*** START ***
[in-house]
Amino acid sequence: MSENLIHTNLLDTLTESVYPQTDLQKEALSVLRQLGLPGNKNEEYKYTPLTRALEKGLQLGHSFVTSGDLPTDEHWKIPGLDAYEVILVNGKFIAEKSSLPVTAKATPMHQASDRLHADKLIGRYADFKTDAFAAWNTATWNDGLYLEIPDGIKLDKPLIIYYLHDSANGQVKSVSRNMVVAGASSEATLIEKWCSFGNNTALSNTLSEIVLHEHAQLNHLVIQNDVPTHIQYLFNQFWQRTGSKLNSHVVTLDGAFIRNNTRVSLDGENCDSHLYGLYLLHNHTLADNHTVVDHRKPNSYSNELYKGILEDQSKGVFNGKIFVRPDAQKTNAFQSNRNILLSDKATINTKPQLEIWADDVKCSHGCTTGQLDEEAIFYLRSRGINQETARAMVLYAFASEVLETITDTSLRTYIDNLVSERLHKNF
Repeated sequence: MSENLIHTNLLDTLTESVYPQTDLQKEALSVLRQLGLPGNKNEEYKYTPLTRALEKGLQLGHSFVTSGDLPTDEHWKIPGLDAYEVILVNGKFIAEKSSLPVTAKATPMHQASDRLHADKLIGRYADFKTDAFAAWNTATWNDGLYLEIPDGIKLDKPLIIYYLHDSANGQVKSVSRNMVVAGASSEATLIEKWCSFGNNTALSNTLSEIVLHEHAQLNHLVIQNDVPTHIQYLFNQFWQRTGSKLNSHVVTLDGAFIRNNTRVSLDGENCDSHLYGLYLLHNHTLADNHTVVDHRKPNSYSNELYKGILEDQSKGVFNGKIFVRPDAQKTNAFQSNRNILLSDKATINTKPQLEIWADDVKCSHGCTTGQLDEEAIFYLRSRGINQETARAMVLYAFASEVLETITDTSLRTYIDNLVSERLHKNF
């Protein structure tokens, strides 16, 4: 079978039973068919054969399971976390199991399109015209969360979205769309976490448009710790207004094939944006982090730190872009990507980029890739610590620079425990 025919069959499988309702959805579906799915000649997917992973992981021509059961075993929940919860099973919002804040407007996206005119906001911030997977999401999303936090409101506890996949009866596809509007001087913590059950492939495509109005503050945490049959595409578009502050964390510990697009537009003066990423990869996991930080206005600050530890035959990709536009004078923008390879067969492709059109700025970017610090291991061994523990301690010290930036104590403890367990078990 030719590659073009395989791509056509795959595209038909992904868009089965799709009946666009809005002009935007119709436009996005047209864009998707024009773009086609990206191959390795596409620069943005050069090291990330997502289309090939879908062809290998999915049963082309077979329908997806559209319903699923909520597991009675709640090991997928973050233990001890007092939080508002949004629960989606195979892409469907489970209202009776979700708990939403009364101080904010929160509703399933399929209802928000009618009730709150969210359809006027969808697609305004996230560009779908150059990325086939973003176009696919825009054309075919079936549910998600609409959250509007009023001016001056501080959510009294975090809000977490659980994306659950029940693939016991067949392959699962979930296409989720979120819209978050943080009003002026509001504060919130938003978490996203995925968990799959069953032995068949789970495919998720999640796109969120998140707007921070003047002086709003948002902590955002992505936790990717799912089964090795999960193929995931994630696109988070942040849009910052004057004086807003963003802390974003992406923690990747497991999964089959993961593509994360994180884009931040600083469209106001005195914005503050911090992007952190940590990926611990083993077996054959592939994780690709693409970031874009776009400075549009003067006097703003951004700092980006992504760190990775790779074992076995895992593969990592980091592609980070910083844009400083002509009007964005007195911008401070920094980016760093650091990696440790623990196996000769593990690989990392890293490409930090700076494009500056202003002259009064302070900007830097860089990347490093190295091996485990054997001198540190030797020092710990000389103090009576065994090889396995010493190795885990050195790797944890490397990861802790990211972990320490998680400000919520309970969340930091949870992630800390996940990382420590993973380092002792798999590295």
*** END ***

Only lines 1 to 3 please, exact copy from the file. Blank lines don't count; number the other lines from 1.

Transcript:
[in-house]
Amino acid sequence: MSENLIHTNLLDTLTESVYPQTDLQKEALSVLRQLGLPGNKNEEYKYTPLTRALEKGLQLGHSFVTSGDLPTDEHWKIPGLDAYEVILVNGKFIAEKSSLPVTAKATPMHQASDRLHADKLIGRYADFKTDAFAAWNTATWNDGLYLEIPDGIKLDKPLIIYYLHDSANGQVKSVSRNMVVAGASSEATLIEKWCSFGNNTALSNTLSEIVLHEHAQLNHLVIQNDVPTHIQYLFNQFWQRTGSKLNSHVVTLDGAFIRNNTRVSLDGENCDSHLYGLYLLHNHTLADNHTVVDHRKPNSYSNELYKGILEDQSKGVFNGKIFVRPDAQKTNAFQSNRNILLSDKATINTKPQLEIWADDVKCSHGCTTGQLDEEAIFYLRSRGINQETARAMVLYAFASEVLETITDTSLRTYIDNLVSERLHKNF
Repeated sequence: MSENLIHTNLLDTLTESVYPQTDLQKEALSVLRQLGLPGNKNEEYKYTPLTRALEKGLQLGHSFVTSGDLPTDEHWKIPGLDAYEVILVNGKFIAEKSSLPVTAKATPMHQASDRLHADKLIGRYADFKTDAFAAWNTATWNDGLYLEIPDGIKLDKPLIIYYLHDSANGQVKSVSRNMVVAGASSEATLIEKWCSFGNNTALSNTLSEIVLHEHAQLNHLVIQNDVPTHIQYLFNQFWQRTGSKLNSHVVTLDGAFIRNNTRVSLDGENCDSHLYGLYLLHNHTLADNHTVVDHRKPNSYSNELYKGILEDQSKGVFNGKIFVRPDAQKTNAFQSNRNILLSDKATINTKPQLEIWADDVKCSHGCTTGQLDEEAIFYLRSRGINQETARAMVLYAFASEVLETITDTSLRTYIDNLVSERLHKNF